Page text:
The Appellate Chamber of the Court of Bosnia and Herzegovina sentenced Alija Osmic to three years of prison for war crimes committed against prisoners of war in Bugojno in 1993 and 1994.
Osmic was found guilty of physically and mentally abusing imprisoned members of the Croatian Defence Council held in a garage in the village of Donjici, Marxist Centre and offices of the BH Bank in Bugojno.
According to the verdict, as member of the Military Police of the 307th Brigade of the Army of Bosnia and Herzegovina, Osmic caused “great suffering to prisoners of war”.
“The Appellate Chamber decided to implement the Criminal Code of former Yugoslavia, effective at the time when the acts were committed, assessing that the Criminal Code of Bosnia and Herzegovina is not easier on the perpetrator,” explained Azra Miletic, the presiding judge in the case.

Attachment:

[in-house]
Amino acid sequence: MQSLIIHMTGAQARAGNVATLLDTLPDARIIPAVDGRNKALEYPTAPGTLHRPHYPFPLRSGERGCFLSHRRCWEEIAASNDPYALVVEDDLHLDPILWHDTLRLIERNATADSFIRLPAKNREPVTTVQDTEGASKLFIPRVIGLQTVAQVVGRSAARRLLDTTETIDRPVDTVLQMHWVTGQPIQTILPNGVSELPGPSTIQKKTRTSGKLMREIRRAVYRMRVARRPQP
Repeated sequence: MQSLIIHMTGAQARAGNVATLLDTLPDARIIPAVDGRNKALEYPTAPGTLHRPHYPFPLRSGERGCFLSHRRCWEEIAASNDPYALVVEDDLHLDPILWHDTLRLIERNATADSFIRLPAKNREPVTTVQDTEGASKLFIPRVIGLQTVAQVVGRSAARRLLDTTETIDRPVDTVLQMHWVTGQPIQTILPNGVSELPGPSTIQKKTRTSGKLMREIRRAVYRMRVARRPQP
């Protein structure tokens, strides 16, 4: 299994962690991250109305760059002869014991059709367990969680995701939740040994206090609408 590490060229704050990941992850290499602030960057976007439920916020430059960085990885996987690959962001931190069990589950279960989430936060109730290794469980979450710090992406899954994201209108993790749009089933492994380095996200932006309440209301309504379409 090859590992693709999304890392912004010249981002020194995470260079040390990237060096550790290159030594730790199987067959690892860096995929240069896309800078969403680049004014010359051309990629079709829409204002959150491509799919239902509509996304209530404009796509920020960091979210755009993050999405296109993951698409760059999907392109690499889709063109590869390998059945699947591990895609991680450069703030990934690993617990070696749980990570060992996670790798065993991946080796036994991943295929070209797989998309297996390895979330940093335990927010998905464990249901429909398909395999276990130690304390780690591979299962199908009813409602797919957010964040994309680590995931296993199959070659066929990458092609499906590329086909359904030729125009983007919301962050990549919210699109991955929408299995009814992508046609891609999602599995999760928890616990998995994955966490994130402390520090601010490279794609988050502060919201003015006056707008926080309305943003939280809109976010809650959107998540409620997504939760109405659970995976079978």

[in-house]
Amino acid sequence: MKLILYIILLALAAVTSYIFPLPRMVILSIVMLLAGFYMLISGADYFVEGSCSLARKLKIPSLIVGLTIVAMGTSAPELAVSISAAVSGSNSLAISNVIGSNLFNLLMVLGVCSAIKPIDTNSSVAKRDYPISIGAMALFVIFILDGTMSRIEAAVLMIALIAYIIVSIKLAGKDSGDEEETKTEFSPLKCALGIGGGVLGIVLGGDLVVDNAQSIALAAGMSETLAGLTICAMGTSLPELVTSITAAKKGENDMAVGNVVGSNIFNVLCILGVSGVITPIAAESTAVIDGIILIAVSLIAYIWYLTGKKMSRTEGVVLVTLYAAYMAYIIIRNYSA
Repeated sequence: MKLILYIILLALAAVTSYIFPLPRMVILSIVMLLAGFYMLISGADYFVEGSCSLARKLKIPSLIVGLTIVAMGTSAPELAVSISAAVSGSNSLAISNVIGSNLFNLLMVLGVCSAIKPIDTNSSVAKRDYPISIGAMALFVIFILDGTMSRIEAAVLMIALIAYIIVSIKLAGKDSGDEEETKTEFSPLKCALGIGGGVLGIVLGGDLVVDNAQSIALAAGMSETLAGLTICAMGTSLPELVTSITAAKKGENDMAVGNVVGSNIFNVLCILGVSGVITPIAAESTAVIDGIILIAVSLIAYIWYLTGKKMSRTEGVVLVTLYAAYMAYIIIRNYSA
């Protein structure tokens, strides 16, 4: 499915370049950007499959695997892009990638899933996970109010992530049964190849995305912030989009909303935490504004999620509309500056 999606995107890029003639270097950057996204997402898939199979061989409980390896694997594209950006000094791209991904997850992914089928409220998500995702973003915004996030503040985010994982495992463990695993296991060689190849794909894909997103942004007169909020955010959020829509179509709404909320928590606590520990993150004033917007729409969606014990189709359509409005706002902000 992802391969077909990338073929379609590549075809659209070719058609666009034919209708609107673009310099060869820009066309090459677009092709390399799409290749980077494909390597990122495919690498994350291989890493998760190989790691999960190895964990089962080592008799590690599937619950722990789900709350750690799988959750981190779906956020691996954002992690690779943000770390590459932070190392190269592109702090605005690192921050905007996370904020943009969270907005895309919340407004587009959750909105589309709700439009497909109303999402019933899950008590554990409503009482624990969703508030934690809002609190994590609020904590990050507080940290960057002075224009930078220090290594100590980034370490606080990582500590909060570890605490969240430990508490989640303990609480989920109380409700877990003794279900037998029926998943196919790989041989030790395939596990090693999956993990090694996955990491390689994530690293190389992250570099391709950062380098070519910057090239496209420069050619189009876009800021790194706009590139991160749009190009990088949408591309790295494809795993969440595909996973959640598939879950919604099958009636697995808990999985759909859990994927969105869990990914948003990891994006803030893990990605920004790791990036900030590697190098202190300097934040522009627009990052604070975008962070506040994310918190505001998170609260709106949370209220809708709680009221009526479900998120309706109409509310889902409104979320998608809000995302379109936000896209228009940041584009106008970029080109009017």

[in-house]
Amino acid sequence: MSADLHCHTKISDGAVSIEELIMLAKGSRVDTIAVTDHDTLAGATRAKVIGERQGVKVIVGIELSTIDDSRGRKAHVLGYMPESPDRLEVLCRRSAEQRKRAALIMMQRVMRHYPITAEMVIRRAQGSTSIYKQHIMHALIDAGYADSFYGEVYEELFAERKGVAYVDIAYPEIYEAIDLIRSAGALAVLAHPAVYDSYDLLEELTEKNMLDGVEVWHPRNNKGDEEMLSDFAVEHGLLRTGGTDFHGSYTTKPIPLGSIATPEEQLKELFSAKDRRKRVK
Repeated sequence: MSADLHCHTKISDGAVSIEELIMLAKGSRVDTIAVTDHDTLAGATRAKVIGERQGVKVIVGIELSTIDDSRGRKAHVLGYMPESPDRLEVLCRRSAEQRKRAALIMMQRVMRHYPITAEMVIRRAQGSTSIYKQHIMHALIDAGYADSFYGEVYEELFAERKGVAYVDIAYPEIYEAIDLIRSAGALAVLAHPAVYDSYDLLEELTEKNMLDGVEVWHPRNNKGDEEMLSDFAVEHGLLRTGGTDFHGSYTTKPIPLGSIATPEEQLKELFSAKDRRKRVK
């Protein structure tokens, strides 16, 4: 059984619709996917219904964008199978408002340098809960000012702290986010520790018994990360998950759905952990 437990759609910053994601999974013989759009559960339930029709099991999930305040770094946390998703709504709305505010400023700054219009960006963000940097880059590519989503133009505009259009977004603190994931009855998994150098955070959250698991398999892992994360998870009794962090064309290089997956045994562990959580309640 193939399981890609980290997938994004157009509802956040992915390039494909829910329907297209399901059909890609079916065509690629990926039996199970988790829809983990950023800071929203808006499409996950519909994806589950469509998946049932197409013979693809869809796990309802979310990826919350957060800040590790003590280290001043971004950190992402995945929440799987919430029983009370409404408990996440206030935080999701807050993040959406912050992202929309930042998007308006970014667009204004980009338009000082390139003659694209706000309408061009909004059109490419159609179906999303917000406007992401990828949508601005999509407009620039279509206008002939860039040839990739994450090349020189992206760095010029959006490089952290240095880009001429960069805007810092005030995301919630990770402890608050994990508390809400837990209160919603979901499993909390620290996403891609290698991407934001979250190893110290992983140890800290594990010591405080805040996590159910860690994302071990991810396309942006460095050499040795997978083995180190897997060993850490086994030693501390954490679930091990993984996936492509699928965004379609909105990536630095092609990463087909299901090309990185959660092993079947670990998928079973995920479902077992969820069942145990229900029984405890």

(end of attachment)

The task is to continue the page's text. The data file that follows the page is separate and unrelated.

This is the lowest sentence which the Court of Bosnia and Herzegovina passed for war crimes and the fourth in which the law of former Yugoslavia was implemented.
The Appellate Chamber assessed that the punishment is proportionate to the severity of the act and role of the accused, and that there were no aggravating circumstances.
“Of extenuating circumstances it has been taken into consideration that the accused had no prior history of convictions, that he is a family man and that he behaved decently during trial. As especially extenuating the Chamber found the context within which the accused acted. Before these events, crimes were committed against Bosniaks, which embittered the population,” explained Miletic.
She pointed out that revenge cannot be justified, but that the responsibility of the defendant should be evaluated in the context of overall events.
The first degree verdict sentenced Osmic to 11 years of prison. After the appeal, the verdict was quashed and a retrial held before the Appellate Chamber, which passed the final verdict.